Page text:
As for "24/7" drives, a Lexus may be a luxury car but it's still just a Toyota...
  6. That is like saying - a Lamborghini is not a Lamborghini, but Volkswagen. Well sorry, but even if Lamborghini is owned by Volkswagen group, it's still a Lamborghini.
  7. No, it's not the same. The Volkswagon group purchased a large share of Lamborghini, Lexus is and always has been the luxury line of Toyota production. They use many of the same parts although the Lexus ones cost more and come in different boxes. It's called branding.

    Currently there are only three manufacturers of hard disk drives in the world. The are: Western Digital, Seagate and Toshiba. All of the drives that you see with other stickers on them are produced by one of these three companies. You even mentioned Hitachi are currently produced by WD further up this page... That is again an example of branding....
  8. I must correct myself and Shneiky here - since 2012 Hitachi 3.5" Drives have been manufactured by Toshiba.
  9. A slight correction:

    " in May 2012 WD divested to Toshiba assets that enabled Toshiba to manufacture and sell 3.5-inch hard drives"

    There is a possibility that some Hitachi drives are manufactured in Toshiba foundries. But what that implies is that WD sold assets (unspecified) that would enable Toshiba to produce drives. This is solely different. To most extend the new "Hitachi"s are produced in the old HGST factories, even under Toshiba branding. This is very different than "Toshiba making Hitachi". The truth is more of "old Hitachi is manufacturing Toshiba".
  10. "This is very different than "Toshiba making Hitachi"."

    - Except that this is literally the case. Hitachi is a company who sold all of their 3.5" hard drive production assets to Toshiba, who now produce them, branded or not. No member of the Hitachi Company has had any input or oversight to the production, work methods or processes used to produce these drives since then. Those are entirely up to Toshiba, who don't own a controlling stock, but EVERYTHING from the factory floor up.

    http://en.wikipedia.org/wiki/List_of_defunct_hard_disk_manufacturers#cite_note-7

    "7^ Smith, Ryan (2012-03-06), Western Digital To Sell Hitachi's 3.5" Hard Drive Business To Toshiba, Complete Hitachi Buyout, retrieved 2012-12-30, "Western Digital will be allowed to acquire Hitachi’s 2.5” and SSD businesses, but not the 3.5” business. Instead Western Digital will be selling that business to Toshiba – factories and all – along with granting licenses for the necessary patents, which would allow Toshiba to effectively continue in the 3.5” market from where Hitachi left off. This would firmly establish Seagate, Western Digital, and Toshiba as the 3 major players in the hard drive business across all product segments.""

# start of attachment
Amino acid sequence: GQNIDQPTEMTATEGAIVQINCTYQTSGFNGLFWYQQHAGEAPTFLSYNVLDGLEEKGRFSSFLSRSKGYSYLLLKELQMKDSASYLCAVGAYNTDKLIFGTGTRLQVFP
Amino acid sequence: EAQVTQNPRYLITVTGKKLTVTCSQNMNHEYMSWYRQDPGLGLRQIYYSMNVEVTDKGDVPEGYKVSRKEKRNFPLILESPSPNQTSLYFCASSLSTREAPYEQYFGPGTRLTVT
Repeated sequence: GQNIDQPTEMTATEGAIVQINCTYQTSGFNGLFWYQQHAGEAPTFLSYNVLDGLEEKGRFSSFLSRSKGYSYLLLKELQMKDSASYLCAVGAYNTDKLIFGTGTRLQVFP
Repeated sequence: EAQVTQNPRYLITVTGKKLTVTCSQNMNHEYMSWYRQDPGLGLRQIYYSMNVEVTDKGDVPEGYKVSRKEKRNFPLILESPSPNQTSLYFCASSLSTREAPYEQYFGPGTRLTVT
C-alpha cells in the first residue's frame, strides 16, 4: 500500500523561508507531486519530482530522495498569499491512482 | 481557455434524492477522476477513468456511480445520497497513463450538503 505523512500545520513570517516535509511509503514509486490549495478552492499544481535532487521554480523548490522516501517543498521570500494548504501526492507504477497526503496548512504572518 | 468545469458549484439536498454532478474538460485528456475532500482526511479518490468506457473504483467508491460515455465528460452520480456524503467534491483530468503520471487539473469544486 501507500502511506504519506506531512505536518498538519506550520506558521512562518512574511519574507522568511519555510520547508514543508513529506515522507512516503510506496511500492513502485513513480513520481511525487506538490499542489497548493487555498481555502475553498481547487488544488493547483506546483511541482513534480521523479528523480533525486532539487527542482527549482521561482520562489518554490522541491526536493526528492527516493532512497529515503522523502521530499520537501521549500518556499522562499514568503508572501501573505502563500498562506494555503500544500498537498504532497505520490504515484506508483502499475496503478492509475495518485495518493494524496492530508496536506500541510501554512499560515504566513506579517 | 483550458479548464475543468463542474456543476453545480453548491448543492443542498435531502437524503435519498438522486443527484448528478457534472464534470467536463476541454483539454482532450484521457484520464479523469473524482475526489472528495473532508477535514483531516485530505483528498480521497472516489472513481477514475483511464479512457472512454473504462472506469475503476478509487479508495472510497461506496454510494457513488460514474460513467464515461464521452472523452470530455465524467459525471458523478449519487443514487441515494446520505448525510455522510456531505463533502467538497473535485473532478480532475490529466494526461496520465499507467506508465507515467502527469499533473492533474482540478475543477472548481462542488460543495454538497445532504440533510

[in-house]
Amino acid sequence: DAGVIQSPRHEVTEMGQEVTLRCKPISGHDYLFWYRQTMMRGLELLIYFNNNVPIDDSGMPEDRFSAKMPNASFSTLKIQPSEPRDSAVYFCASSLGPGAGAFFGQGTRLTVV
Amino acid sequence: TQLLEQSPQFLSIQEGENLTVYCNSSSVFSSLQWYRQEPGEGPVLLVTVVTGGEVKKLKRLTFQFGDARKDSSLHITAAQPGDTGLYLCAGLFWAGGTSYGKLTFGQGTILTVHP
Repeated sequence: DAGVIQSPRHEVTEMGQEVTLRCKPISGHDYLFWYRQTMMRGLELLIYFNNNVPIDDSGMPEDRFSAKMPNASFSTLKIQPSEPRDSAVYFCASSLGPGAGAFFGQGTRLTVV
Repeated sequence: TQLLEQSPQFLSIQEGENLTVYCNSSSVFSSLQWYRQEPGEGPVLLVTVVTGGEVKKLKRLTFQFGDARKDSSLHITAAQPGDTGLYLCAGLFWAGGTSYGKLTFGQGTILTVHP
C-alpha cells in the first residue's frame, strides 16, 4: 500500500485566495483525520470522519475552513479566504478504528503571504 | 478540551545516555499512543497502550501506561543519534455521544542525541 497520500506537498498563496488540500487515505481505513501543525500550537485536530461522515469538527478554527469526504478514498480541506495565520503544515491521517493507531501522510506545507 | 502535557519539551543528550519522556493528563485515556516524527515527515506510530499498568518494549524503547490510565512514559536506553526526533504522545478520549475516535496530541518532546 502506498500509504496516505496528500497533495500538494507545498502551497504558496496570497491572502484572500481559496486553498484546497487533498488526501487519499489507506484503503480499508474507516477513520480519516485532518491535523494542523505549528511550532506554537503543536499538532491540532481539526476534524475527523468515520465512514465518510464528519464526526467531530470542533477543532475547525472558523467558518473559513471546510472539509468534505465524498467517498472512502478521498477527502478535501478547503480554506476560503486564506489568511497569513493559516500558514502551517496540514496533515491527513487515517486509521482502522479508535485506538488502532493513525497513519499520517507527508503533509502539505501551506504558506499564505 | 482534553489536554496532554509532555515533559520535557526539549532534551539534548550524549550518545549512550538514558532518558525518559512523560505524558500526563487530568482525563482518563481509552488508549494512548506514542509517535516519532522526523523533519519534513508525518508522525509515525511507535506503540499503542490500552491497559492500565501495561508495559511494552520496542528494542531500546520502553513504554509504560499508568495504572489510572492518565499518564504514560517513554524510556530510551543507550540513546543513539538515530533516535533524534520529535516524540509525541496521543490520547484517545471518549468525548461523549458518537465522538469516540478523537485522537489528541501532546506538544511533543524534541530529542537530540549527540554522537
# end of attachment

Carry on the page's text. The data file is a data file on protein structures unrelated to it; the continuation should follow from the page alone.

What you seem to be suggesting is that Toshiba had a bit of money laying around and thought that they might like to see their name above the door of a HDD factory, when in fact Toshiba had been producing hard drives for years before they acquired the 3.5" division of Hitachi and actually pioneered the use of PMR recording in hard disk drives in 2005, a technology which was later adopted by Hitachi, WD and your beloved Seagate.

    http://en.wikipedia.org/wiki/Perpendicular_magnetic_recording


    Toshiba had also previously acquired the entire HDD production line of Fujitsu, who had also produced 3.5" drives but Toshiba stopped producing them and opted to produce smaller drives only.

    This article from 2012 - http://www.anandtech.com/show/5635/western-digital-to-sell-hitachis-35-hard-drive-business-to-toshiba-complete-hitachi-buyout

    Indicates that there was more involved in the acquisition than a simple change of letterhead. It's more than likely that Toshiba kept any and all technologies that they saw fit to (that's the whole point of buying a company rather than building a new department) but clearly had a few of their own ideas about production as well. To say that "old Hitachi is manufacturing Toshiba" is absurd.

    "... Once that happens Toshiba will apparently need some time to ramp up their production of 3.5” drives, and according to the FTC Western Digital will be doing contract manufacturing for Toshiba until Toshiba is on their feet. The deal doesn’t stipulate whether WD would be manufacturing drives based on Hitachi technology or WD technology, but it’s likely that it will be Hitachi drives..."

    Hitachi now exists purely as a brand name in the hard drive world. Hitachi do not own any part of Hitachi Global Storage Technologies, nor are they some kind of illuminati pulling strings in shadowy factories. The name exists purely for marketing purposes, just like the title "24/7 drive." Drives have a rated lifespan, given certain environmental perimeters. If you contest that notion, then please provide me with some kind of documentation from Seagate (as they are the manufacturer of the "Constellation" range that you specified above) in which they urge consumers to only use *all* of their other disk drive products on a part time basis. ...preferably dated prior to the release of the Constellation range (as they must have been scratching their heads for years about how to break the "24" barrier) - but I guess any clause in the warranty or RMA specifications of all of their other current hard drive products will suffice.